In Eckhardt v 424 Hintze Management, LLC, the First District Court of Appeal found the trial court erred by not reducing the attorney fee award based on the results obtained. The First District noted that the trial court awarded $34,387 50 in attorney fees even though there was only $17,716 37 in controversy, and the jury awarded only $4,250. The First District held that the client’s success was limited “in comparison to the scope of the litigation as a whole.” 51 Likewise, in Donald S Zuckerman, P A v Alex Hofrichter, P A , the Third District Court of Appeal reversed an attorney fee award finding, among other things, the amount awarded was “excessive in relation to the results obtained”. 52
The case of Lumbermens Mutual Casualty Co v Quintana involved a coverage dispute where the insurer’s total liability was $15,000. 53 The insureds prevailed, and the trial court awarded $20,000 in attorney fees. The Third District Court of Appeal reversed. The Third District found that an attorney fee award must bear a reasonable relationship to the results obtained. The attorney fee of $20,000 in that case did not bear a reasonable relationship to the results obtained. 54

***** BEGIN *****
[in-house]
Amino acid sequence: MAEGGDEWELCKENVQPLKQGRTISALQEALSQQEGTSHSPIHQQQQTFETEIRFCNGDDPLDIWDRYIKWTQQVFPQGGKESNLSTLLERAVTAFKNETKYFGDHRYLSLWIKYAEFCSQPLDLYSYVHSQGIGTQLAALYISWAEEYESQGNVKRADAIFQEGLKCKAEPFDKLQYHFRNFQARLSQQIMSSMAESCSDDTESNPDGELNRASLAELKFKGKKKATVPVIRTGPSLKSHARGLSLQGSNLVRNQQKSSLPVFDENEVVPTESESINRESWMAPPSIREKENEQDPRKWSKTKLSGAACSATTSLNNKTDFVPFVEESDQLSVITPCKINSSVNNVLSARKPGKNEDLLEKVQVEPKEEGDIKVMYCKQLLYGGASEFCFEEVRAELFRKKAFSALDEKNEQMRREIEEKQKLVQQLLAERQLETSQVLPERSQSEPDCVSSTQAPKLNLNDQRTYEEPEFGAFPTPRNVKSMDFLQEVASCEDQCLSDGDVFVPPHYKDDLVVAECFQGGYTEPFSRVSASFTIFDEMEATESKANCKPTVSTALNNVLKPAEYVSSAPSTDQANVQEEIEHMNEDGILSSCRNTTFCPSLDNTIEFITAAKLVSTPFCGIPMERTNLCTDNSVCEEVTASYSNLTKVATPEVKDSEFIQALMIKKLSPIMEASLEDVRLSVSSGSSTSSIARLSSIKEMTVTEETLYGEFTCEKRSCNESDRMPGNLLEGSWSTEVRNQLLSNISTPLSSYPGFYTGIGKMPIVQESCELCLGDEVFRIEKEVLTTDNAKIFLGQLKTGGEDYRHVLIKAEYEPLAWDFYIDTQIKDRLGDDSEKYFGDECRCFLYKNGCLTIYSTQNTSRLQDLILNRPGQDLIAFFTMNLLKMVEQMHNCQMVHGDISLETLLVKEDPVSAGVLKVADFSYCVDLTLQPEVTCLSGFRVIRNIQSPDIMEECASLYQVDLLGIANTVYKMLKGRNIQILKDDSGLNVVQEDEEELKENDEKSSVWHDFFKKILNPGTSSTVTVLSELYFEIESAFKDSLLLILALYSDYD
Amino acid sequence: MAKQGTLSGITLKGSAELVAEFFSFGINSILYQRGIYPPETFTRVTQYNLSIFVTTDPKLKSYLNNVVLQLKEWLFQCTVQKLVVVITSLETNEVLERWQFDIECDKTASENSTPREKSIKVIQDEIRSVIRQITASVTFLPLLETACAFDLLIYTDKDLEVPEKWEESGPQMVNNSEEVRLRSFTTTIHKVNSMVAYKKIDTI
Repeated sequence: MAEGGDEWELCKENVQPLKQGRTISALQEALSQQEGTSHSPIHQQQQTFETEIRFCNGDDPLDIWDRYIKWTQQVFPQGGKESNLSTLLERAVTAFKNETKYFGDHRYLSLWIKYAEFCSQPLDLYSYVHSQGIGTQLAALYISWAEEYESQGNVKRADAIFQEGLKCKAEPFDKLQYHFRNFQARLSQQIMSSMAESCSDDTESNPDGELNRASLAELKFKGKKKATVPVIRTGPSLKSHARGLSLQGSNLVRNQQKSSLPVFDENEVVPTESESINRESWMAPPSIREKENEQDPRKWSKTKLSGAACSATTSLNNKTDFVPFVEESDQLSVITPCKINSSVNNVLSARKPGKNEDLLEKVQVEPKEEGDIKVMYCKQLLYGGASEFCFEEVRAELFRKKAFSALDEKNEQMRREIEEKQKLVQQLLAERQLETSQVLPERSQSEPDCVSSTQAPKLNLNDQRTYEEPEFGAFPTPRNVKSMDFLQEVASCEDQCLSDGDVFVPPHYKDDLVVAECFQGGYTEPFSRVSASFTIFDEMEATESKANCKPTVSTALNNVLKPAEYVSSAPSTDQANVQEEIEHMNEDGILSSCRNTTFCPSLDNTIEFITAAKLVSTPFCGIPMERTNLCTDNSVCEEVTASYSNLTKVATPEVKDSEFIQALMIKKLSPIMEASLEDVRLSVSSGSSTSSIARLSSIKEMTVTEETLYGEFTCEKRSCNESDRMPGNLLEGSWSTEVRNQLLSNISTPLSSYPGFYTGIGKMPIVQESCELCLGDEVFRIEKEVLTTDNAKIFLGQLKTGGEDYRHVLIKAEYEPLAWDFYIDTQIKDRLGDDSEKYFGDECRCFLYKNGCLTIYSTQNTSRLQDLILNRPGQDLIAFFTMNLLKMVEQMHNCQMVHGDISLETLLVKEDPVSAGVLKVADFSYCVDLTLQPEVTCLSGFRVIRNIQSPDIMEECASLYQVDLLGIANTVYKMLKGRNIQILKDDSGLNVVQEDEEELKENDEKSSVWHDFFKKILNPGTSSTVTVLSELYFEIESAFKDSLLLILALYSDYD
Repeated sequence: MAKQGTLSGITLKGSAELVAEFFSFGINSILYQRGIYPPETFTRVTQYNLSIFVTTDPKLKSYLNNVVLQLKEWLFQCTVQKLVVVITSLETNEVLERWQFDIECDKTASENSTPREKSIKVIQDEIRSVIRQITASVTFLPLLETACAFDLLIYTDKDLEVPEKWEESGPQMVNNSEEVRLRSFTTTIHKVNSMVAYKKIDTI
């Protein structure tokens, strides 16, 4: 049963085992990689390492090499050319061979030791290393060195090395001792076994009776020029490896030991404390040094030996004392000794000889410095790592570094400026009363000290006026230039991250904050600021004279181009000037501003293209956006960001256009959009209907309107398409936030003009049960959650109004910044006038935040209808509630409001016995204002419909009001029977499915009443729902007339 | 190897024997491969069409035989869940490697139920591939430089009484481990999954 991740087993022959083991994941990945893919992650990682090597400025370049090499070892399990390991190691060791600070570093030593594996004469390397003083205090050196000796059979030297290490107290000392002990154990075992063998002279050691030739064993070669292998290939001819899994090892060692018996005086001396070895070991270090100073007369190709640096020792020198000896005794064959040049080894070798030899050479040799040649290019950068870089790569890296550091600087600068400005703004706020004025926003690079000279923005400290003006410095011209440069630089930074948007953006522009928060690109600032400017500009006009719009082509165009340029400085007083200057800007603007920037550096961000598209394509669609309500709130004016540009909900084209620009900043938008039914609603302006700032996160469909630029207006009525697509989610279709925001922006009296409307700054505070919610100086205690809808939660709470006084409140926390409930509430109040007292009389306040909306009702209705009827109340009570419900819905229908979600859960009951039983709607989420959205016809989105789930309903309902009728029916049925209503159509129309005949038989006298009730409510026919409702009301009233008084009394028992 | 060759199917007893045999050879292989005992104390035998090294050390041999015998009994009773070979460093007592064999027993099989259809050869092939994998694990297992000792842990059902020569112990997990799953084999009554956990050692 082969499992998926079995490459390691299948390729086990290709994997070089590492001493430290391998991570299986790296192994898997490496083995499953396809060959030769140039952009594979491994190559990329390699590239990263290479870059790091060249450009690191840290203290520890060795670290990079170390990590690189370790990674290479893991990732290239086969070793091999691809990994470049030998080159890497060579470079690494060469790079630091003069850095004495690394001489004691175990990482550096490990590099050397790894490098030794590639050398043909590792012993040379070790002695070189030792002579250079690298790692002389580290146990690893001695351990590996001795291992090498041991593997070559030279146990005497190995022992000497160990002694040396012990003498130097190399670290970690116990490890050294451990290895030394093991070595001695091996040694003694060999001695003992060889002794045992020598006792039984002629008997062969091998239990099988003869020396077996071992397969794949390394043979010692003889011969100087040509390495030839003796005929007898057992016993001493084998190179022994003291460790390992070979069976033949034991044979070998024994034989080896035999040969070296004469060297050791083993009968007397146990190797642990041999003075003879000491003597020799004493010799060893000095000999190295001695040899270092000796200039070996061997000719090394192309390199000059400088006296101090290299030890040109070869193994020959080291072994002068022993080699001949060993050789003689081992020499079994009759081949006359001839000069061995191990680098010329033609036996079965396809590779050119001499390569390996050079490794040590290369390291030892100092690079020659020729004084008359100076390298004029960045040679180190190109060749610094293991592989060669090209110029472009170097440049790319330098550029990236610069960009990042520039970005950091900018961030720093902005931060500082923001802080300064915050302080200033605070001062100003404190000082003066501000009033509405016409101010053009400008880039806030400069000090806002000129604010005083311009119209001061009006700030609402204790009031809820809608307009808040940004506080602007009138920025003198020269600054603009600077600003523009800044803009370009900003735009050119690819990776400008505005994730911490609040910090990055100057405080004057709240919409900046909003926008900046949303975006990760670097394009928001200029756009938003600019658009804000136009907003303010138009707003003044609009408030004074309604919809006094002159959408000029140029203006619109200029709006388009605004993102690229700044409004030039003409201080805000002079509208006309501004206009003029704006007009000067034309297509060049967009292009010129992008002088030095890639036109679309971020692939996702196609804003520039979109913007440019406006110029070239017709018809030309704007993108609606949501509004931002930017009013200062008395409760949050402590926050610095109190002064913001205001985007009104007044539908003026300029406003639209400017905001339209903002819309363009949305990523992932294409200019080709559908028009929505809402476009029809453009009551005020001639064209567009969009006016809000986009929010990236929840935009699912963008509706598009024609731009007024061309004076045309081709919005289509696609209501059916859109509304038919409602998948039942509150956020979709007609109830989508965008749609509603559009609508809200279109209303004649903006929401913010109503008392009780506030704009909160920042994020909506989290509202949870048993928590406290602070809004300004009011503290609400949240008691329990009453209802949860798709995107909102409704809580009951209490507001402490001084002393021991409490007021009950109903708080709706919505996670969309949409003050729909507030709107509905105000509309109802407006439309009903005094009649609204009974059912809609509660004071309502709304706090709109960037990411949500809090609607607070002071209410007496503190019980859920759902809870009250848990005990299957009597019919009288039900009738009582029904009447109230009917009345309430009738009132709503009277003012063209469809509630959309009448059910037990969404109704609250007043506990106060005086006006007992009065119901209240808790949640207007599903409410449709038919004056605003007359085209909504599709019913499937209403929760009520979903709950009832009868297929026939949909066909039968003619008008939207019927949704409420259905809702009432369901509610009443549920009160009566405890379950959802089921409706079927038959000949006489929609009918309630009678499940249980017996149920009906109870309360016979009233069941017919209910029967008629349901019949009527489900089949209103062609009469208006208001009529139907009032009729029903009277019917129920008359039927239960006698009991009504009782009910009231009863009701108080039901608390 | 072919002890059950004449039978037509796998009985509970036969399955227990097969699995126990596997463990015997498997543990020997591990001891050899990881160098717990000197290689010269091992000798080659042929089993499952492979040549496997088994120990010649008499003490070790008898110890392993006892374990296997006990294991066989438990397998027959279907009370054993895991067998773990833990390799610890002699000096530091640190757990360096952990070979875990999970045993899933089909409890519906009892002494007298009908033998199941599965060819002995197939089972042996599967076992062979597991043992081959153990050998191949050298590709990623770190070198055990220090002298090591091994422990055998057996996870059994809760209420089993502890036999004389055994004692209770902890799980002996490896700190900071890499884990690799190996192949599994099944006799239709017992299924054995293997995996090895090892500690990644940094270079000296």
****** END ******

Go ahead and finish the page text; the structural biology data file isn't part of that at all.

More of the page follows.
The Fourth District Court of Appeal’s decision in Jones v Minnesota Mutual Life Insurance Co provides a great framework for reviewing the results obtained in connection with a claim to a contingency fee multiplier. 55 Jones involved a dispute over disability benefits. The parties eventually settled for $75,000 to the insured. The settlement left open the attorney fee claim under section 627.428. The trial court awarded attorney fees of $76,843.50. The trial court, however, declined to award a contingency fee multiplier. The trial court made two important observations to support its decision. The first was that “the amount awarded by the court was significantly in excess of the contingency fee [the attorney] would have received under the parties’ fee agreement.” 56 The attorney would have been paid $30,000 under a straight contingency agreement. 57 The alternative contingency agreement had already resulted in a recovery that exceeded that amount by more than double. The second observation was that “application of a multiplier in this case would provide a fee award to counsel more than double the amount recovered by the client and… approximately six to eight times what the contingency fee award would have been, absent the statute.’” 58 The Fourth District affirmed.